IRS’ tips from the top at 2020 APA Virtual Congress
The American Payroll Association’s annual Congress, held during the week of June 2, was anything but typical.
At Tuesday’s first workshop, Payroll Changes for 2020 and Beyond, Andrew Garboden, CPP, Director of Payroll Training at the American Payroll Association and Curtis Tatum, Esq., Director of Federal Payroll Compliance at the APA, reviewed the most significant changes at APA’s virtual Congress.
The impact covid-19 has had on businesses in general, and payroll in particular, is inescapable.
Tatum reminded the audience of something that seems to have gotten lost in the weeds—the ability to defer the deposit of your 6.2% share of Social Security taxes doesn’t affect your Social Security tax liability.
Although the federal response to the covid-19 crisis has been overwhelming, Garboden concentrated on states’ responses. Specifically, he commented that many states’ paid sick leave laws were enacted long before covid-19 became a household word and those laws still apply.
Some of those laws, according to Garboden, already cover such covid-19 items as business and school closures, stay-at-home orders and exposure to communicable diseases. Upshot: Even if you’re off the hook to provide paid leave under federal law, you may still be required to provide it under state law.
He also noted Maine (beginning next January) and Nevada have paid sick leave laws that are the equivalent to PTO—employees don’t need much of a reason to call in sick.
Predictive scheduling laws and local ordinances, which require you to give employees a certain amount of notice before you change their shifts, weren’t suspended during the pandemic, Garboden added.
Social Security number truncation
In non-covid-19 news, Tatum reminded attendees of the final regulations allowing employees’ Social Security numbers to be truncated on their 2020 W-2s. But, he pointed out, most states are still on the fence about whether they will accept truncated SSNs on Copy 1.
According to Tatum, in response to an IRS survey of members of the Federation of Tax Administrators, only seven states—Idaho, Indiana, Iowa, New Jersey, New Mexico, Ohio and Virginia—will allow SSN truncation on Copy 2. Three states—Montana, Utah and West Virginia—will not allow SSN truncation at all.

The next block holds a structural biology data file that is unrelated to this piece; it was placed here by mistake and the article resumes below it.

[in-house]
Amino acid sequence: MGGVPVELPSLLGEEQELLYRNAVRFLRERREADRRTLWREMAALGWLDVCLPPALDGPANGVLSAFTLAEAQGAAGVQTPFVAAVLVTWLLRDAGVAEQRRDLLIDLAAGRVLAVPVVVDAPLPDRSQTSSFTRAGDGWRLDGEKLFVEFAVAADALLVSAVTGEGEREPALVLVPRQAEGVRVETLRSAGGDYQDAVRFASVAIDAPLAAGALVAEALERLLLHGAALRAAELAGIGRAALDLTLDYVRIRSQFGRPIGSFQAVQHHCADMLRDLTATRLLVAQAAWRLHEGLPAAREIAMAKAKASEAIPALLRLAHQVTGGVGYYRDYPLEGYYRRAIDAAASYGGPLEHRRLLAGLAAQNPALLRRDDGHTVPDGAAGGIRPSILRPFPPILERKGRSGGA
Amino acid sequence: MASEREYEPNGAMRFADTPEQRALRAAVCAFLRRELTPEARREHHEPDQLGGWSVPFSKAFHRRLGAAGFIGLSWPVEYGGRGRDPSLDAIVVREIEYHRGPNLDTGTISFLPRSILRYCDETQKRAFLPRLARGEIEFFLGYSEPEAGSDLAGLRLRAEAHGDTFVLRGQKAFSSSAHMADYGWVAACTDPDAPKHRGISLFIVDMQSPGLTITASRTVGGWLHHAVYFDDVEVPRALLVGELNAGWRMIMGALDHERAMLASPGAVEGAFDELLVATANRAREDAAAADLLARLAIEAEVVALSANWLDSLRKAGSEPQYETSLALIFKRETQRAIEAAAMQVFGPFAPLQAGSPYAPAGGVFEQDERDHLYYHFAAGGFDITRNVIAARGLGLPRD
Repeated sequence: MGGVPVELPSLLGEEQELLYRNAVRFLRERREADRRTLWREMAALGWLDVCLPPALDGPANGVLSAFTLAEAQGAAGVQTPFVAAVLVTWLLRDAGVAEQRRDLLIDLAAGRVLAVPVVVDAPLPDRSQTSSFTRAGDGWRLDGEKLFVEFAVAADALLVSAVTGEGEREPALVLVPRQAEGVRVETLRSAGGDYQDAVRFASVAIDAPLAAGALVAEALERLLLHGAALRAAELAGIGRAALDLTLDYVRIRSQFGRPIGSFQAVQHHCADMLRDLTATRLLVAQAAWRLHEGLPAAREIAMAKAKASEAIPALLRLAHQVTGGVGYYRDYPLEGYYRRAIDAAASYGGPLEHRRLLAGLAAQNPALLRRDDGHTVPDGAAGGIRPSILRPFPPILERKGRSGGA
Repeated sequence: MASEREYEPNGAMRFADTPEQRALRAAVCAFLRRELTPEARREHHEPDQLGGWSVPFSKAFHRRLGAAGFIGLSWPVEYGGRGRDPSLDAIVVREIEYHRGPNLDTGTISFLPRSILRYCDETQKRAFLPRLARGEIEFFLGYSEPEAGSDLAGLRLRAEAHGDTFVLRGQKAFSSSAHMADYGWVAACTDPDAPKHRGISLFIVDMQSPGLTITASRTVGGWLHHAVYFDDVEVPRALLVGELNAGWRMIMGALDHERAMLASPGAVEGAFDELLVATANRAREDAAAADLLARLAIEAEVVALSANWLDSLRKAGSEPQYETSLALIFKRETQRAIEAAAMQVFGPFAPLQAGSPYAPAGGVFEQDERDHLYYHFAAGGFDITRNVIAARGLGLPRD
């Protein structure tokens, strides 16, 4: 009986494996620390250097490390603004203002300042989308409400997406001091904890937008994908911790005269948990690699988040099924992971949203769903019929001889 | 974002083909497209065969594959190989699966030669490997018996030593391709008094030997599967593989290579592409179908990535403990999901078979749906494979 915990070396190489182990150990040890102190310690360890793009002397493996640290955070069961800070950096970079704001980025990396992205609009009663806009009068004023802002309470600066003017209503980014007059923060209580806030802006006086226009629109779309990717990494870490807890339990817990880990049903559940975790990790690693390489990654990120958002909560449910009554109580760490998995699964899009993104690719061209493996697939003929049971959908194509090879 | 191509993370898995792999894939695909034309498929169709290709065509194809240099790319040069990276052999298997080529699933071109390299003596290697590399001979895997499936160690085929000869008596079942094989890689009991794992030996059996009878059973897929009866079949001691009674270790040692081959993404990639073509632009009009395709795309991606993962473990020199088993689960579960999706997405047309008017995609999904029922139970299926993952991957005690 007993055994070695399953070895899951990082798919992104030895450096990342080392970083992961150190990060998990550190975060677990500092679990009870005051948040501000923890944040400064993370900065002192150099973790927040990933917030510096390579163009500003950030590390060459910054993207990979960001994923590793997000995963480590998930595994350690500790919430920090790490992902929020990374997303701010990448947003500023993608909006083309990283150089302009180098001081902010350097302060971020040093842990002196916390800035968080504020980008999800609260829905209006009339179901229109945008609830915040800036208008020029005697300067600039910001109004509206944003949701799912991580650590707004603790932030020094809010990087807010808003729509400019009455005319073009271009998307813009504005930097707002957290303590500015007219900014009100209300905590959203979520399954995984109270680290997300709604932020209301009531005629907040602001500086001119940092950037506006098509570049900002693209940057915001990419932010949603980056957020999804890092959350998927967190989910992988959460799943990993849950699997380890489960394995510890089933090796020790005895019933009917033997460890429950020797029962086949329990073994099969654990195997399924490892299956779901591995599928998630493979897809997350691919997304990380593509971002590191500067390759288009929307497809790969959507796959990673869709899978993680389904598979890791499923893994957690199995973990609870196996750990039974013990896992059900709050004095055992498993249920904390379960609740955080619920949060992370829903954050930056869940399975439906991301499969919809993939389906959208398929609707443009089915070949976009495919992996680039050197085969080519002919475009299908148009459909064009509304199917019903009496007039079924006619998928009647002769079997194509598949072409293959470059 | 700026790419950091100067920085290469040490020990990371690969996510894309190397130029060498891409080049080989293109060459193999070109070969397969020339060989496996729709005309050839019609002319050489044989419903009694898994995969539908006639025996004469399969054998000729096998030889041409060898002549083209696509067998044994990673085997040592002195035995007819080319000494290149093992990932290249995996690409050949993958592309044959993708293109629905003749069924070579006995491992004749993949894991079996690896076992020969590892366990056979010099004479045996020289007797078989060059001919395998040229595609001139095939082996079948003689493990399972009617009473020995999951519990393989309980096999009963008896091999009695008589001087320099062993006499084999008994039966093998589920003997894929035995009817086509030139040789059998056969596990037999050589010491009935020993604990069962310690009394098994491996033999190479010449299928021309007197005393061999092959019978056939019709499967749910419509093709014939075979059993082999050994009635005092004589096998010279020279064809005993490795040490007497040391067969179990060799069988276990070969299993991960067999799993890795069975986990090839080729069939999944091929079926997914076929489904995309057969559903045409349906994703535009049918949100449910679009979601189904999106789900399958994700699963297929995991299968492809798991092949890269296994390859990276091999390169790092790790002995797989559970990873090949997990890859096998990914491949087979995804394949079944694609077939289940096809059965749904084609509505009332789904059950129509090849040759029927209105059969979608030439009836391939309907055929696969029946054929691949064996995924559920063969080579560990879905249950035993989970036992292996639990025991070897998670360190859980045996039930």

What a long, strange trip it’s been
Despite the switch to a virtual format, Sunita Lough, Esq., deputy IRS commissioner for services and enforcement and Janine Cook, Esq., deputy chief counsel for exempt organizations and employment tax, were able to reach out to Congress attendees with critical payroll information.
Lough caught attendees up on the IRS’ efforts during the pandemic. Most IRS offices began shutting down in mid-March, she said. Staff that could work from home did, she continued, but not everyone could work from home.
Offices are reopening in three, four or five states per week, depending on governors’ orders.
Lough said the IRS now faces 10 million pieces of unopened mail, including your first-quarter Forms 941.
According to Cook, the IRS has published 170 pandemic-related FAQs. Ever wonder where they come from? She spilled the beans—they come from you, the APA and law firms. And the IRS is working on even more FAQs, she added, so stay tuned.
Cook reviewed the pandemic-related tax credits, pointing out a key distinction: While the paid leave provisions and tax credits are mandatory, the employee retention credit is discretionary.
She also noted a split in federal agency authority: The Department of Labor takes care of the leave and the IRS takes care of the tax credits. This is important to keep in mind, as enforcement efforts go forward.
Cook promoted a new two-page IRS publication on the pandemic—Pub. 5419. It’s easy to read and in a flowchart form.
Deferral of Social Security deposits
The CARES Act allows any employer to defer its 6.2% share of Social Security taxes through the end of the year. Deferrals could begin on March 27—right at the end of the first quarter. Deferrals must be reconciled on Form 941, Cook said, but not the second quarter form. The IRS is working the issue, she added.
Advances on credits
You must fax (no paper or e-filing) Form 7200 if you want an advance on your tax credits, Lough said. The IRS is processing about 200 Forms 7200 day. Here’s the rundown, according to Lough:
- 10% of the forms are incomplete or inaccurate, preventing the IRS from processing them in a timely manner.
- The forms are matched to prevent fraud; the IRS has active fraud investigations pending.
- Mistakes will be corrected by making interest-free adjustments on Form 941-X. Changes to the form are in the works.